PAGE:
To Section 8 or not to Section 8?
What is Section 8? Section 8 is a government housing voucher program that provides rental assistance to tenants with low income, paying a portion of the month’s rent directly to private landlords. This program may be project based – where it’s to be used in a specific apartment complex or housing project – or tenant based – where the tenant can live in any part of the US in a rental that accepts Section 8.
Many landlords simply don’t like putting up with the extra paperwork. They don’t like the government getting involved in their business. The random inspections from HUD may be a bit too much for landlords, although they are established to maintain an internal control of the tenant which has an obligation to keep maintenance, and damage costs to the very least possible. The program also speculates that the rental must be rented at a fair market price, which also tends to ward off landlords that like to keep their property at an above market price. Another reason some landlords don’t like the program is the facto that the eviction process could be tedious, since the only way to proceed with an eviction is through judicial action. No other way is possible, regardless of state and local laws.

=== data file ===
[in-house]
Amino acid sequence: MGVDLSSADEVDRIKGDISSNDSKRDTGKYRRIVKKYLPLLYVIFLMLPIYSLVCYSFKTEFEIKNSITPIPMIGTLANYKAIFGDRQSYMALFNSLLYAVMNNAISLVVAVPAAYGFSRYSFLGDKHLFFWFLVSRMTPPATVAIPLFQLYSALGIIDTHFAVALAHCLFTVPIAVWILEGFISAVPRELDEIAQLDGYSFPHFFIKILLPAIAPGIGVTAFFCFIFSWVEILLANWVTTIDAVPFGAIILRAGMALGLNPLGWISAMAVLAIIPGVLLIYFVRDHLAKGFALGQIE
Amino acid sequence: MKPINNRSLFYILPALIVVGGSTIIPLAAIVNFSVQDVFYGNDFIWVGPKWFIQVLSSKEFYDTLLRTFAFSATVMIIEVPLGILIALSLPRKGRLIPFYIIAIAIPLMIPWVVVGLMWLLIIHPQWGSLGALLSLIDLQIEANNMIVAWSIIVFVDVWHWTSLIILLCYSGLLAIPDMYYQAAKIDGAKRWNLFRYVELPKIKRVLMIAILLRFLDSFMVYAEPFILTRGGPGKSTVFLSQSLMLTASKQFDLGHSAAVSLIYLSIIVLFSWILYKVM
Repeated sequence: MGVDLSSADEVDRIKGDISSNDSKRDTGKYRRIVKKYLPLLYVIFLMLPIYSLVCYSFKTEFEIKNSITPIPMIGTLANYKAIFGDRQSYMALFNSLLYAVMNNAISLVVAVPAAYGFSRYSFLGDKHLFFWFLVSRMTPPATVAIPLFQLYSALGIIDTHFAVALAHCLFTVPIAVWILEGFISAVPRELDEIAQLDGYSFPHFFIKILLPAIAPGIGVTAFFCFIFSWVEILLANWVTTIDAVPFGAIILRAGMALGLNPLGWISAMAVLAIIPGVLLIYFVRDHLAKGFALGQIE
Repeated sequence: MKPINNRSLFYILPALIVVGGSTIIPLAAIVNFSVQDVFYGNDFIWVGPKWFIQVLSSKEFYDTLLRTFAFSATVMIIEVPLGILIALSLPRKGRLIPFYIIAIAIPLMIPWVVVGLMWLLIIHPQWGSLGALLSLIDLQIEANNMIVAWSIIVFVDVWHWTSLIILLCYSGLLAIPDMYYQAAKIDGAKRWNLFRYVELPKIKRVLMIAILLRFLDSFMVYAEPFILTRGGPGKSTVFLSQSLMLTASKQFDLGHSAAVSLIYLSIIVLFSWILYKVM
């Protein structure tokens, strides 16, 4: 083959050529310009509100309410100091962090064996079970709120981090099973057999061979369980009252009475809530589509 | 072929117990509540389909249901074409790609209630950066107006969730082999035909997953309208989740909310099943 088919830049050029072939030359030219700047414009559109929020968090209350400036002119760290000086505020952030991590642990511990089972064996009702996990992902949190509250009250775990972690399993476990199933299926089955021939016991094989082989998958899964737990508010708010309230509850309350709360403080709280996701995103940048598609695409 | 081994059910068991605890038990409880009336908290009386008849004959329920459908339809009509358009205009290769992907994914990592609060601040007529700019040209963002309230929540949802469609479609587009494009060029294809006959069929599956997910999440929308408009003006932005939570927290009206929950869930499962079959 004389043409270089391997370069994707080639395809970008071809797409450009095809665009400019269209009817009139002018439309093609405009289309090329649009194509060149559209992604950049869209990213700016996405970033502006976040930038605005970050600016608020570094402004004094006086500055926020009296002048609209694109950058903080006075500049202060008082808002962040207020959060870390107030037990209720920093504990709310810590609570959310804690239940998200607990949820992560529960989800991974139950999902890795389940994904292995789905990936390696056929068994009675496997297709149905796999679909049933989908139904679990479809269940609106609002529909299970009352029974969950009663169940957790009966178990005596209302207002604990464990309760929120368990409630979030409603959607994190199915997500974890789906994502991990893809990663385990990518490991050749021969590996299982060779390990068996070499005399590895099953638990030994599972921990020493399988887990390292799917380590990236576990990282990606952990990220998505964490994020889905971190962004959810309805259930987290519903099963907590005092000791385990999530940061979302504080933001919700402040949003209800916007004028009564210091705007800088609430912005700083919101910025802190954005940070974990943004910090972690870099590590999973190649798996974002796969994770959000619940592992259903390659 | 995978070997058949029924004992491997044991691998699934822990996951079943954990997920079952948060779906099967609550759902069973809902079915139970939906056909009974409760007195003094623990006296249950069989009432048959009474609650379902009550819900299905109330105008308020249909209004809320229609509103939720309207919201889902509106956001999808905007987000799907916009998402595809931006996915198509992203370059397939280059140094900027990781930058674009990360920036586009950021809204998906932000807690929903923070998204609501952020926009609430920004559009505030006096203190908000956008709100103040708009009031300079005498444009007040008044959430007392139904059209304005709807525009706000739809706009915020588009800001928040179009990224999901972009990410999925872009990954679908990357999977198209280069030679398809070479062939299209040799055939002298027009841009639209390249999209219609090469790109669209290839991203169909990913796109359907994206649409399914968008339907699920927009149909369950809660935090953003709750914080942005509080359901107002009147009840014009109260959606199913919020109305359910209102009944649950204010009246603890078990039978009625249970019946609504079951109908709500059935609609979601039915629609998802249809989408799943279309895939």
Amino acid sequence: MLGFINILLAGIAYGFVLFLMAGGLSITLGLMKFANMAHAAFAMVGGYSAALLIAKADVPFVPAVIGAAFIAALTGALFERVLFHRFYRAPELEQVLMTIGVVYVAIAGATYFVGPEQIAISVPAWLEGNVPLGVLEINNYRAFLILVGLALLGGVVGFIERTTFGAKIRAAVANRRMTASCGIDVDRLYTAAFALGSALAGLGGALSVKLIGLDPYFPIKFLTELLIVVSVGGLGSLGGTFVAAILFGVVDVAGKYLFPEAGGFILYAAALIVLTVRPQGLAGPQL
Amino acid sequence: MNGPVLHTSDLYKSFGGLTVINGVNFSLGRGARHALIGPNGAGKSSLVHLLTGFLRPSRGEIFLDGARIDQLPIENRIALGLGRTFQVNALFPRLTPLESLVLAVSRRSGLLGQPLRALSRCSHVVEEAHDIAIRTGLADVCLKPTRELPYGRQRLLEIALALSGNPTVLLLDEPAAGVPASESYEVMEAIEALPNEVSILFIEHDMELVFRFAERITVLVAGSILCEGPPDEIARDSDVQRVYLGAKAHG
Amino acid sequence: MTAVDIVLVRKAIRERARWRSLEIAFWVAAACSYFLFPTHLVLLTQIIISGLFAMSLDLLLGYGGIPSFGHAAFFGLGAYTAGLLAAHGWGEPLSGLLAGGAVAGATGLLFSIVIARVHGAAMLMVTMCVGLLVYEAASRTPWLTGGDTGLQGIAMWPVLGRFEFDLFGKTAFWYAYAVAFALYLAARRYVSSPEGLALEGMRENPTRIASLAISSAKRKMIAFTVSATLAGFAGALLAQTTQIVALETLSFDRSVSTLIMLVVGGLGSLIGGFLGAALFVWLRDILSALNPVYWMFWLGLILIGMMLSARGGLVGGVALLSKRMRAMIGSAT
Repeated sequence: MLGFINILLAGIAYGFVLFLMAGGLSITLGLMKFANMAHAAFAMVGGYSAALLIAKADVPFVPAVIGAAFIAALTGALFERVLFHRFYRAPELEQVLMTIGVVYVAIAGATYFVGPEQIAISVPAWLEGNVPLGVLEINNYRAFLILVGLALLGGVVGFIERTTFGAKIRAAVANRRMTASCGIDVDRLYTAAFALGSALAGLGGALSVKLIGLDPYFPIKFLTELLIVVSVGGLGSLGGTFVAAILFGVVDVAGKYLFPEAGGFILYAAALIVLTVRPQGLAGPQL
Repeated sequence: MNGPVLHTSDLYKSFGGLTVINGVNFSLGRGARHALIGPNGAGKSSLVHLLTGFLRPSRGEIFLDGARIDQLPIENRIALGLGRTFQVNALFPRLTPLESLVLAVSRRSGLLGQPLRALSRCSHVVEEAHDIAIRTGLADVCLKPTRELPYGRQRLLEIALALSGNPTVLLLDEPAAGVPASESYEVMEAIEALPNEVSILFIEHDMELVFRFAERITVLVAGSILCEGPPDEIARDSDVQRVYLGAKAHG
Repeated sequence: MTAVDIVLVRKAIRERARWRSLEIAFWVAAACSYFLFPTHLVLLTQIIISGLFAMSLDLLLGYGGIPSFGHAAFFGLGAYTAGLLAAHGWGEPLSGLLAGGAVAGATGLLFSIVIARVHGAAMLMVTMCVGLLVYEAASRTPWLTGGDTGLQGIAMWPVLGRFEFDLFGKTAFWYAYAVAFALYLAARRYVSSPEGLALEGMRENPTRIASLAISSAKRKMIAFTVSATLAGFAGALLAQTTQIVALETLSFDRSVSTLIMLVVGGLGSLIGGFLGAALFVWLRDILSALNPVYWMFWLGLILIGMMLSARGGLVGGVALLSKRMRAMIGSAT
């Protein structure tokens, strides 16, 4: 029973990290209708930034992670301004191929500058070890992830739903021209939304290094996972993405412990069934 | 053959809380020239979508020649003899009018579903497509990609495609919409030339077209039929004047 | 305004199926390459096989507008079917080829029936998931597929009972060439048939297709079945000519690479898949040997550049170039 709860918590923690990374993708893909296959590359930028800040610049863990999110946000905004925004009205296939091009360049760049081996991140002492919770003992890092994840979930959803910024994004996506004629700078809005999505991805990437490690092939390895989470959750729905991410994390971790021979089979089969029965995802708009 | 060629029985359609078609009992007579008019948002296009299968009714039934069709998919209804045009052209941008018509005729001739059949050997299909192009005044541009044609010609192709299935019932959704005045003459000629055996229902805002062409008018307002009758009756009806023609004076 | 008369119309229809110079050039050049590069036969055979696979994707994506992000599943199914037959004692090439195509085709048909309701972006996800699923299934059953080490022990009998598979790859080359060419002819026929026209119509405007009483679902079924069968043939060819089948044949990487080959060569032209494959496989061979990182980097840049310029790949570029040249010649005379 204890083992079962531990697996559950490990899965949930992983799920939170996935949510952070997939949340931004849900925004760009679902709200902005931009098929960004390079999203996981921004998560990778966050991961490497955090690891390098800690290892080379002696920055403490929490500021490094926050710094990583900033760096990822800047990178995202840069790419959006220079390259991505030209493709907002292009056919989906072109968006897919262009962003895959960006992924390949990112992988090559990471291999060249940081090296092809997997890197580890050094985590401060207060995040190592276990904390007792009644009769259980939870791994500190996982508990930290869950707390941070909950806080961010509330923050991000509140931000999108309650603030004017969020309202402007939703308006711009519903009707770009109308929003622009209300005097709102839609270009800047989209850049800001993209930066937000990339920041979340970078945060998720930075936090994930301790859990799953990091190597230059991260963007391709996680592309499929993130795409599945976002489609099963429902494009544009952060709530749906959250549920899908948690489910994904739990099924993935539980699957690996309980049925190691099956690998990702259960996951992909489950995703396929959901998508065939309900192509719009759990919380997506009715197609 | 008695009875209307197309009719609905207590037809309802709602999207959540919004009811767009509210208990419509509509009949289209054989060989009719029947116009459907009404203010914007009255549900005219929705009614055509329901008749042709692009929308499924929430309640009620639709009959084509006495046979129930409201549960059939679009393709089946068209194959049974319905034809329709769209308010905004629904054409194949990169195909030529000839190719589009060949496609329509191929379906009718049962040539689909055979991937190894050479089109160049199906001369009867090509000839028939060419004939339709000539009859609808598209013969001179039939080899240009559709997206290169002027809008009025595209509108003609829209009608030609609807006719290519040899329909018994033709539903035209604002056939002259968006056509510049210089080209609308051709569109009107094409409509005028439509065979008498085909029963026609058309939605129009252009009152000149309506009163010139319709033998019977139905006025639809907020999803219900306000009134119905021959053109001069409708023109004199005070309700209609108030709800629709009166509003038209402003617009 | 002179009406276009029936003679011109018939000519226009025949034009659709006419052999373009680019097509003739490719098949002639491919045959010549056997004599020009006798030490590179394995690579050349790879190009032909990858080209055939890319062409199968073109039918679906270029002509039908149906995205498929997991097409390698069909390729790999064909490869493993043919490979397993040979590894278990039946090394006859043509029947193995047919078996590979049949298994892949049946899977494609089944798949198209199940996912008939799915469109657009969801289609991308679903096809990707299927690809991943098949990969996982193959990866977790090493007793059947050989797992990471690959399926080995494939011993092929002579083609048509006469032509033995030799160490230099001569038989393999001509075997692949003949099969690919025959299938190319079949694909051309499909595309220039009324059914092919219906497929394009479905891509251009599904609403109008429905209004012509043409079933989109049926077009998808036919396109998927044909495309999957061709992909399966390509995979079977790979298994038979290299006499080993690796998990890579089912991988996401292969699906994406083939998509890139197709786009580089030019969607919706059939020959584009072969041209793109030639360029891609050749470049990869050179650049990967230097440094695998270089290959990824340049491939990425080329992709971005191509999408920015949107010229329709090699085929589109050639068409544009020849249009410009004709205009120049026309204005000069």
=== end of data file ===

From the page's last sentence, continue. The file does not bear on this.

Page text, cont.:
The program has impressive punctuality with paying their portion of the rent. Say the tenant is responsible for only 30% of a 1,000 a month rental; your $700 a month are guaranteed. Tenant pre screening is also a big bonus. The tenant must pass through a vigorous screening process to be accepted into the program. They check criminal, credit and work history and the tenant must stay current with the office of all income and family size changes. Your rental is promoted for free through HUD’s networks and have a large pool of potential tenants since the waiting list to become a Section 8 recipient is very long. This means less vacant times and maximum profitability.
Things to consider
Landlords are not required to participate in the Section 8 Housing program. Considering this, it is also illegal to deny an applicant on the sole purpose of being a Section 8 tenant. Landlords who don’t want to deal with Section 8 applicants generally use other means to disqualify the potential tenant.
In conclusion, I don’t see why a landlord would want to deny or not want to deal with Section 8 prospected tenants. Seems like a great win situation for both parties involved.
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This post is filed under: Renting to Section 8 Tenants